How to Enjoy Freelance Freedom Without Being a Digital Nomad

Sophie Playle
How to Enjoy Freelance Freedom Without Being a Digital Nomad image

When you run your own business, you can often take your work with you wherever you go.

It’s one of the reasons I love running a freelance fiction editing business.

A ‘digital nomad’ is someone who travels on a permanent or semi-permanent basis while making a living working from their laptop, usually by running an online business. I did it full-time for nine months not so long ago.

I’m currently spending a month in Madeira. Right now, I’m editing manuscripts in the sunshine while friends and family are turning their heating up back home in the UK. A few days ago, I posted a photo on Twitter of my current workstation. A lot of people responded with ‘jealous!’ to the photo I posted … which got me thinking.

Sure, being able to throw my laptop in my rucksack and jet off to another country is generally pretty frickin’ amazing, and I feel incredibly lucky to be in the position to do so.

There are drawbacks and challenges to this lifestyle, too, though. But if you run your own business from your computer – as many of my editorial colleagues do – this still affords you plenty of ways to make the most of your location-independent business.

Here are just a few ideas.

1. Live wherever you want

Of course, this one still depends on your wider situation. But in general, running your business from your laptop means you aren’t tied to a particular location. You may not be able to keep moving around different countries digital-nomad style, but you still have a wider choice when it comes to choosing where to settle down – and you can move more easily, too!

I started my career working in-house, but realising that most UK publishers were based in London was one reason I decided to go freelance. I didn’t want to live in London! So I relocated to Norwich, which is a much quieter, prettier and cheaper place to live.

You could even relocate to Berlin or Granada for a year if you wanted to. There are no timeframe rules to your location independent lifestyle!

2. Find different places to work locally

A change is as good as a rest, they say. Mix things up a bit by taking your laptop to different coffee shops, bars (actually surprising good places to work if they’re open during the day because there are fewer screaming babies around), libraries, hotel lobbies, co-working offices …

You could make a quest of it: try every coffee shop within a ten mile radius. You’ll probably find a few new favourite places to work.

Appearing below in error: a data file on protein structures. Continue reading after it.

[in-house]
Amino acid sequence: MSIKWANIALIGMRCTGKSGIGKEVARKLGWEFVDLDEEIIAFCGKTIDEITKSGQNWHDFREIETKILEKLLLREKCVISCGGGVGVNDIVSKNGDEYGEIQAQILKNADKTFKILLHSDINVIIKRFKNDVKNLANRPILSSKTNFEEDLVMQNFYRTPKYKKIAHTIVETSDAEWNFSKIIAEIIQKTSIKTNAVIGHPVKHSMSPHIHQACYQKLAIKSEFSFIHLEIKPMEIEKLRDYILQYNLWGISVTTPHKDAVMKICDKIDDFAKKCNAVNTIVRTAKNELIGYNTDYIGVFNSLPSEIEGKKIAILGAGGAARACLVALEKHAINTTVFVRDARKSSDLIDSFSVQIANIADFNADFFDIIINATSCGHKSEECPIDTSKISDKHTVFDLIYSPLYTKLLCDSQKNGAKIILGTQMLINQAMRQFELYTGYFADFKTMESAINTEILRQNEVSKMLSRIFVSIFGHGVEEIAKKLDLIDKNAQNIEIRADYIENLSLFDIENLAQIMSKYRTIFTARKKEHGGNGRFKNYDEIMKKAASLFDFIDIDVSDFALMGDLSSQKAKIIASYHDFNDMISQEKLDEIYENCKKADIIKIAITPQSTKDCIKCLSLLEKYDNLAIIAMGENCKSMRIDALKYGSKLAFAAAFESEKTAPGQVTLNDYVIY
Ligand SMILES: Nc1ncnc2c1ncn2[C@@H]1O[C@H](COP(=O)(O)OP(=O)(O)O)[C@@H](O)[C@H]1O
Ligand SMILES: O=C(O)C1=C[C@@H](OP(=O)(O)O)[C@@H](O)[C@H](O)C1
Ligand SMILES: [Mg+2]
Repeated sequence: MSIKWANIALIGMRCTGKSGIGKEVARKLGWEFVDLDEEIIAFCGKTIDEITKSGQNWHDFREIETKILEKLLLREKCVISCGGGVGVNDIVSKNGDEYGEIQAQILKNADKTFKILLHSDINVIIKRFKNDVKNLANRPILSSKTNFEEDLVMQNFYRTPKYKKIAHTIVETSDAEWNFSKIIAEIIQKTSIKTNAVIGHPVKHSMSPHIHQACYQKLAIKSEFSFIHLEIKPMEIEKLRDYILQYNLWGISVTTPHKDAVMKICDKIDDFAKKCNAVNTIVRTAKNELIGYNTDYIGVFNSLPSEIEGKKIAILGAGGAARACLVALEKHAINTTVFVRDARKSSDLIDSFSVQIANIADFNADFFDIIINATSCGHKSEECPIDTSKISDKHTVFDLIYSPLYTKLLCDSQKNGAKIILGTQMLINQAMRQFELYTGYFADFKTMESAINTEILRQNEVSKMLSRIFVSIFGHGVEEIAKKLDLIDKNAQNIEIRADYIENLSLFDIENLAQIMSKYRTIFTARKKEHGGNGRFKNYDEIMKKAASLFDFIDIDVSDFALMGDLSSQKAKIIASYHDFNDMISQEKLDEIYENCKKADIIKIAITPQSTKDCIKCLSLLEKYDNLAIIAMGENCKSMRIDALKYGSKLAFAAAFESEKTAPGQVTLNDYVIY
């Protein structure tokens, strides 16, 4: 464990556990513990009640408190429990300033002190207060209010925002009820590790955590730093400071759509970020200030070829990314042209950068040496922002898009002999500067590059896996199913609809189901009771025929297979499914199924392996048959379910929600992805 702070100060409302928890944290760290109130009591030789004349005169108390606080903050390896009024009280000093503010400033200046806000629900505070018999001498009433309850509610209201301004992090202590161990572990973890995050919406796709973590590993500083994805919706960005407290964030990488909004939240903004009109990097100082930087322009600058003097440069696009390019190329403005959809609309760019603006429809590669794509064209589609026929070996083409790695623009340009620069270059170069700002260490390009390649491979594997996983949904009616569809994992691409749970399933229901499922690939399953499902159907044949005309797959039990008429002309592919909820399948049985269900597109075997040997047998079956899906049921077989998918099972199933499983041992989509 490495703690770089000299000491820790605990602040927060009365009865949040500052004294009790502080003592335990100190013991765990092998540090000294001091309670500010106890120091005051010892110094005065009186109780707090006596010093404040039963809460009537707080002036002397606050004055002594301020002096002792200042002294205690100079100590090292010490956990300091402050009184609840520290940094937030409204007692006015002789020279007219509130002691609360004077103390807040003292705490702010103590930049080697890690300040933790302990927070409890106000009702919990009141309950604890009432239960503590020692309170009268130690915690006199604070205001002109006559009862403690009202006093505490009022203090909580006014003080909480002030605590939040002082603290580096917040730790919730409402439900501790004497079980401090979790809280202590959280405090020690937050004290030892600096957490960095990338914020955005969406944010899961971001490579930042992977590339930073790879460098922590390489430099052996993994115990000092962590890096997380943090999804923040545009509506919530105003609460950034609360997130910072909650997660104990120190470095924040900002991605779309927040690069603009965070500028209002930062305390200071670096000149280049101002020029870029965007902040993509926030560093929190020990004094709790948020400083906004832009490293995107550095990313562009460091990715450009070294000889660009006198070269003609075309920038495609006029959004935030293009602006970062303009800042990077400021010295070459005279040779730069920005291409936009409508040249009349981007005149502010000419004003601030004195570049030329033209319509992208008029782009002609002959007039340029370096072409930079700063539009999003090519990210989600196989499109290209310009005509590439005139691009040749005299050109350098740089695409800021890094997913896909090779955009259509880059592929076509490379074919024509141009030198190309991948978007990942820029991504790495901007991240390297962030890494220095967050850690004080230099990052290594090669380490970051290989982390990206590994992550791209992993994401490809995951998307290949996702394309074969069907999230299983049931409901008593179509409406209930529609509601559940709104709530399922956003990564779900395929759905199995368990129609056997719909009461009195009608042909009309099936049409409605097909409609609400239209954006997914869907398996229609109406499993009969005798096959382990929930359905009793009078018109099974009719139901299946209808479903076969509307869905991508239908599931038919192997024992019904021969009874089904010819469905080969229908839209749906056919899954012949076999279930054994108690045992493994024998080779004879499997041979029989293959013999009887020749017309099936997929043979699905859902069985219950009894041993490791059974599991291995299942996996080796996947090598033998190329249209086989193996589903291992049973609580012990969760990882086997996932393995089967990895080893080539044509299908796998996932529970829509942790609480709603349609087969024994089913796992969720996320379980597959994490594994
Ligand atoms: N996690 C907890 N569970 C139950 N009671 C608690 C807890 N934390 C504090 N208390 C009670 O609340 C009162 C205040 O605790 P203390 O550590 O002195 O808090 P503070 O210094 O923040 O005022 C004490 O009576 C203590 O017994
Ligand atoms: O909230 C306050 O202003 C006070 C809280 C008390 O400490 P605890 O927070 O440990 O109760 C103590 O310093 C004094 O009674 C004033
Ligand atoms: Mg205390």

Or hop on the train and go to another town to explore the options there.

You could even work on the train! I know a few people who find working-while-on-transport incredibly productive – perhaps due to the lack of internet. Enjoy the changing scenery.

3. Book yourself a mini working holiday

Obviously holidays without working are even better, but sometimes it’s just good to get away from home responsibilities and have some time by yourself to just focus. Though you could book a few days in Croatia if you wanted to, you don’t have to go far to do this.

Keep an eye out for local hotel offers and book a single night.

As long as there’s a desk in the room or space to work in a communal lounge, you’re good. Get your head down, do some work, then at the end of the day enjoy a nice dinner cooked for you and spread out on the fresh clean sheets with the remote all to yourself.

Bonus: Make your home workstation awesome

If you set up your home workstation in a way you truly love, you might find your digital nomad wanderlust has less of a hold on you.

I’ve found things like being near natural light, having a comfortable chair and keeping my desk clear of clutter while still incorporating a few personal items really helps.

And if you don’t have a permanent workstation in your home, you can still make the most of what you do have. If you work from the kitchen table, for instance, you can still set it up with what you need before clearing everything away into a nice box when it’s time for dinner.

If you’d like to learn more about running an editorial business, take a look at my online courses.

Sophie Playle profile picture
Sophie Playleis a professional fiction editor. She specialises in copy-editing and critiquing, working directly with authors. Speculative fiction, fantasy, science fiction and literary fiction are her genres of choice. She's an Advanced Professional Member of the Society for Editors and Proofreaders and has a Creative Writing MA from Royal Holloway, University of London. Find out more: liminalpages.com

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